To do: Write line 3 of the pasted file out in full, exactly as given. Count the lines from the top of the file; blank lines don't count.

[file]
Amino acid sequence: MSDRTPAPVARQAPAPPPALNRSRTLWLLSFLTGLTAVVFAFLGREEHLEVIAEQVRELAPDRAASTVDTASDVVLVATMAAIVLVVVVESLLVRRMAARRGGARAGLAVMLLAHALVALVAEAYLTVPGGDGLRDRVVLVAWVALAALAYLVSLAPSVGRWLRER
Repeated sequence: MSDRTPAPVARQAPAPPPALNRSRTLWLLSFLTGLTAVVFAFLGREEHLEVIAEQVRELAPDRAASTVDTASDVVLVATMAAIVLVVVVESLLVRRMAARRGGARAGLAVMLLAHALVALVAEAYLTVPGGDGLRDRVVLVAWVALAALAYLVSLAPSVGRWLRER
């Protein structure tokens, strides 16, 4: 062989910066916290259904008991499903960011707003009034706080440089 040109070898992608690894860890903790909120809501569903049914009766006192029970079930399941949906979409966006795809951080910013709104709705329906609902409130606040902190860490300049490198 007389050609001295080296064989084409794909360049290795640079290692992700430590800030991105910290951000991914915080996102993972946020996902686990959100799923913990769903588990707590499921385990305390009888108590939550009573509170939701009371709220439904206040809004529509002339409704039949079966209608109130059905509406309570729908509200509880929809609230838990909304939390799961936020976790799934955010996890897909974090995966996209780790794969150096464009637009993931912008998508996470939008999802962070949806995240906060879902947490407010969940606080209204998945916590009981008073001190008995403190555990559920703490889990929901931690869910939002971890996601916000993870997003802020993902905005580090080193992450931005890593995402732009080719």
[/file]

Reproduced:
């Protein structure tokens, strides 16, 4: 062989910066916290259904008991499903960011707003009034706080440089 040109070898992608690894860890903790909120809501569903049914009766006192029970079930399941949906979409966006795809951080910013709104709705329906609902409130606040902190860490300049490198 007389050609001295080296064989084409794909360049290795640079290692992700430590800030991105910290951000991914915080996102993972946020996902686990959100799923913990769903588990707590499921385990305390009888108590939550009573509170939701009371709220439904206040809004529509002339409704039949079966209608109130059905509406309570729908509200509880929809609230838990909304939390799961936020976790799934955010996890897909974090995966996209780790794969150096464009637009993931912008998508996470939008999802962070949806995240906060879902947490407010969940606080209204998945916590009981008073001190008995403190555990559920703490889990929901931690869910939002971890996601916000993870997003802020993902905005580090080193992450931005890593995402732009080719």